"My parents are lawyers."
Translation:Is dlíodóirí iad mo thuismitheoirí.
What is it that makes the "iad" necessary? "I am a man" is just "Is fear me", so why not also just "Is dlíodóirí mo thuismitheoiri"? Does the copula always require a simple pronoun and if the predicate/object is more complex, the corresponding pronoun has to be inserted?
??? It has nothing to do with characteristics. When you are categorizing your parents as lawyers, or as people, you must use the copula.
"(noun) is (noun)" -> is (copula)
"(noun) is (adjective)" - bí
Is dlíodóirí iad mo thuismitheoirí - "My parents are lawyers"
Is daoine iad mo thuismitheoirí - "My parents are people"
Tá mo thuismitheoirí sláintiúil/tanaí/ramhar/greanmhar/sean/flaithiúil - "My parents are healthy/thin/fat/funny/old/generous"
While "healthy/thin/fat/funny/old/generous" might be considered characteristics, "cold", "wet", "too hot", "here", probably aren't "characteristics" -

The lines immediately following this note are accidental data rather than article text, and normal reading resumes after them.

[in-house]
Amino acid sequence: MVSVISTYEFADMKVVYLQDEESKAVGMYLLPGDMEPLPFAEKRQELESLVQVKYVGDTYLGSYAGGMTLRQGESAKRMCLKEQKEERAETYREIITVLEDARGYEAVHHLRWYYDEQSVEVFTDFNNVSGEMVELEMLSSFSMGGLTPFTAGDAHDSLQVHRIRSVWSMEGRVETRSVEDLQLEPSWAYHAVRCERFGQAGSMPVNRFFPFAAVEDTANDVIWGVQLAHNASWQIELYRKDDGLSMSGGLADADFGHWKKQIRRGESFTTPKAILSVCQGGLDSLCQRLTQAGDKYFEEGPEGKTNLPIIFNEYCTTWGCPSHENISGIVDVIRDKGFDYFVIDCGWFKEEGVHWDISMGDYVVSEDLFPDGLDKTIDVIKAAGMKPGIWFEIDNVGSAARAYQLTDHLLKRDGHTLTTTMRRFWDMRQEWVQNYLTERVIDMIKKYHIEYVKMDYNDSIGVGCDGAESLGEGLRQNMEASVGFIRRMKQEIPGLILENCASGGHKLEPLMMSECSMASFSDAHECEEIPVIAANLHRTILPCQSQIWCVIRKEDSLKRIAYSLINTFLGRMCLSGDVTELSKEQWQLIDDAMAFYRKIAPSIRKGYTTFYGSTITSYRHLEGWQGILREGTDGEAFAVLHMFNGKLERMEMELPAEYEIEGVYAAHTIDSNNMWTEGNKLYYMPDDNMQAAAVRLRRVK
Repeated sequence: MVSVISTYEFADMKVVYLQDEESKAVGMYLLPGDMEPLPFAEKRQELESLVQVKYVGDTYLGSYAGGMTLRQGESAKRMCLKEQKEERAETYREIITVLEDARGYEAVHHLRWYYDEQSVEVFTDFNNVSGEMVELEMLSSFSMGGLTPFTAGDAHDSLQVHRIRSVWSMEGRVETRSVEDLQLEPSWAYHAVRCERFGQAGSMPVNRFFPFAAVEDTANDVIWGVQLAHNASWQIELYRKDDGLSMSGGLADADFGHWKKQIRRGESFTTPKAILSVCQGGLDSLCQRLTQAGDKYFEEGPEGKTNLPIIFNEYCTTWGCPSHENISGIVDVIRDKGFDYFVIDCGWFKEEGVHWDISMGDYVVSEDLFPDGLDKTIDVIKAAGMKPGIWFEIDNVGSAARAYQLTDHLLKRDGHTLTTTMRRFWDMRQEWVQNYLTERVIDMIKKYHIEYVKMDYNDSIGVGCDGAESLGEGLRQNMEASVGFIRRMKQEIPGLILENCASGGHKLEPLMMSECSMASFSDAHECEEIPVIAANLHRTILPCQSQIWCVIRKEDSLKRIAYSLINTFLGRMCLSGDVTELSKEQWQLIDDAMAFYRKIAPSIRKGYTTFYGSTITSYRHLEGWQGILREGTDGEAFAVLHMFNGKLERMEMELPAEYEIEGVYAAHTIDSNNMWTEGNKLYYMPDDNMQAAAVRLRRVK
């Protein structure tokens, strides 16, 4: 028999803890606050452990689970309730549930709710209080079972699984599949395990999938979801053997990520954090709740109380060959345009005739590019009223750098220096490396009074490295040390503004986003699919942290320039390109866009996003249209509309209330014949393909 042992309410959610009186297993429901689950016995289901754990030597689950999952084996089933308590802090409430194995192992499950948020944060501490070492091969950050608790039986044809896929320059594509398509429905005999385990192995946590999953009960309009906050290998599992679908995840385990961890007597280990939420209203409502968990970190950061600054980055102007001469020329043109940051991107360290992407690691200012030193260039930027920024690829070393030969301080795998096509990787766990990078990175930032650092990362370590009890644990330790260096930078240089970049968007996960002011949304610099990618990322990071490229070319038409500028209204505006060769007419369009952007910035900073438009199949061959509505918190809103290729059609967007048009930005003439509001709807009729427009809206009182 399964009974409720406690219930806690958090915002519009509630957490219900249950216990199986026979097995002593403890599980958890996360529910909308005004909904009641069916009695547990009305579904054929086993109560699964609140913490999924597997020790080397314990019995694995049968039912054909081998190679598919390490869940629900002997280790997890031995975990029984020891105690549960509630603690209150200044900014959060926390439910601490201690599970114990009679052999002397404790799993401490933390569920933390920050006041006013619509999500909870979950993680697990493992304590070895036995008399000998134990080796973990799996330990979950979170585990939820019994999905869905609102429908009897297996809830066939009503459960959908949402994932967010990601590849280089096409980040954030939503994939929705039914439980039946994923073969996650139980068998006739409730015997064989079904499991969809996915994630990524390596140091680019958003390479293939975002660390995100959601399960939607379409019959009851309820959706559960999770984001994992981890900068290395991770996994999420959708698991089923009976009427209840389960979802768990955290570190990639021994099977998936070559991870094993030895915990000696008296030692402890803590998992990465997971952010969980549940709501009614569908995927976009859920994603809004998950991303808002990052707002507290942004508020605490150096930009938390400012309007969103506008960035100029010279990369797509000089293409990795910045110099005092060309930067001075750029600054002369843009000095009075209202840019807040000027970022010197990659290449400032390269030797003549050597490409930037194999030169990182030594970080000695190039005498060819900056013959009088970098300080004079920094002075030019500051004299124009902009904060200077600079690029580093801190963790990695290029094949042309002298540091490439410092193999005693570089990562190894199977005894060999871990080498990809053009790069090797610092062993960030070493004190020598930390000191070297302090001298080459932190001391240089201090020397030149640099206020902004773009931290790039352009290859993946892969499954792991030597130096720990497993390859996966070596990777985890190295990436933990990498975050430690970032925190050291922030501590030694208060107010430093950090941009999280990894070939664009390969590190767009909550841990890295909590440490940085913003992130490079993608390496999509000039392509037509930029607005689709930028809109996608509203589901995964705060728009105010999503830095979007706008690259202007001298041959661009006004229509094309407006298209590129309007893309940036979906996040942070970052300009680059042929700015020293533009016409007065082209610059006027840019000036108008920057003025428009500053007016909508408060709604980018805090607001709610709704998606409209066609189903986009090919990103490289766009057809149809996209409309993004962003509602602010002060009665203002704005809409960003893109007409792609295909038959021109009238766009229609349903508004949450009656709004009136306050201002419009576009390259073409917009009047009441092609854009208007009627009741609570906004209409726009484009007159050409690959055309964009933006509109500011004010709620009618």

Tá mo thuismitheoirí fuar/fluich/ro-the/anseo - "My parents are cold/wet/too hot/here".
You're jumbling up a couple of different constructions and ending up with a just jumble of words.
You can use tá with the preposition i to replace certain copular constructions - they aren't entirely equivalent, as they have slightly different implications, but it is possible to say something like Tá mo thuismitheoirí ina ndlíodóirí. Where the subject is a pronoun, you can change the emphasis slightly and say something like dlíodóirí atá iontú. Theoretically, I suppose you could say dlíodóirí atá i mo thuismitheoirí, but it's not something I've encountered.
You'll note that these use either a noun (tuismitheoirí) with a preposition, or a prepositional pronoun (iontu) - not both.
The copular construction uses a pronoun (iad) as a sub-subject, but the actual subject is mo thuismitheorí. If you're not using the copula, you don't need a sub-subject, so you don't use iontu.